Having a licensed provider in triage can help to reduce leaving-without-being-seen rates to less than 1 percent. The provider can be either a physician or a physician extender; however, a registered nurse is still required to provide the triage of the patient.
The provider sees the patient immediately upon arrival, performs a limited history and physical, and then initiates the required care. After the initial observation by the provider, the patient is transferred to another emergency department (ED) physician for definitive treatment. With immediate triage, the hospital’s door-to-provider metric is dramatically improved and orders are written immediately. This allows patient care to begin while the provider can complete the medical screening exam on arrival.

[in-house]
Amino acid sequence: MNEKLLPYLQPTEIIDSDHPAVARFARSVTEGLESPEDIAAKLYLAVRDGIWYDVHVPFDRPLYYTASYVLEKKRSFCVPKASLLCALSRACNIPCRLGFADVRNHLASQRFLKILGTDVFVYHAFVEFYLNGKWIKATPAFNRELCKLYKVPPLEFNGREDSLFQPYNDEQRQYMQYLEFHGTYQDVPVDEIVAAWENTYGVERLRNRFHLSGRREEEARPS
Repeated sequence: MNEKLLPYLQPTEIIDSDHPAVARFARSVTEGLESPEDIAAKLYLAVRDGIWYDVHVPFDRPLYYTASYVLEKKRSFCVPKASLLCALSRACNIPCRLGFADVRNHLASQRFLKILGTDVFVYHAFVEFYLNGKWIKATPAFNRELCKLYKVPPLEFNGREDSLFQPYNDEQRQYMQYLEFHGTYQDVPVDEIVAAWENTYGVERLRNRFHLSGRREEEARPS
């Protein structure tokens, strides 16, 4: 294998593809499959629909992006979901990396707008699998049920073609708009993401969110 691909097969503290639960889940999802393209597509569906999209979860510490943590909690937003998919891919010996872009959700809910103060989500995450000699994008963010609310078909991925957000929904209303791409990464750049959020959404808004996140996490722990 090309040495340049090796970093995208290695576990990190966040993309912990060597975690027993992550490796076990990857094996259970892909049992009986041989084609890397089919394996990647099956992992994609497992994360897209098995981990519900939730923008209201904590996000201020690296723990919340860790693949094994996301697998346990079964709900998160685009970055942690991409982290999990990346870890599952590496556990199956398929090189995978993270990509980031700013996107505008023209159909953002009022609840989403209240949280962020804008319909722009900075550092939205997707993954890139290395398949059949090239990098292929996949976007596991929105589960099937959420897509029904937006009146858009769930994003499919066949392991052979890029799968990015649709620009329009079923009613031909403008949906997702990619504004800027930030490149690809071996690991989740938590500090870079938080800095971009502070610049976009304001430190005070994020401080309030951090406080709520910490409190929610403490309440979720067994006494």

Physical requirements for this model are minimal. It is imperative that patient privacy be maintained as a more thorough examination may take place than in a standard triage situation. The room requirements should include working space for the provider and nurse, as well as the patient and a family member. Consideration also should be given to space needed for a computer workstation, as well as basic examination and diagnostic equipment.
Having a provider in triage does not reduce the need for a properly staffed ED. Adequate staffing must be maintained throughout the ED for providers in triage to be effective. Inadequate staffing will result in delays in other key areas, including lab-order-to-result and imaging-order-to-result, which will merely shift the delay in patient care.
Marc Schlessinger, RRT, MBA, FACHE, is a senior associate in Plymouth Meeting, Pa.-based ECRI Institute’s Applied Solutions Group. His email is email@example.com.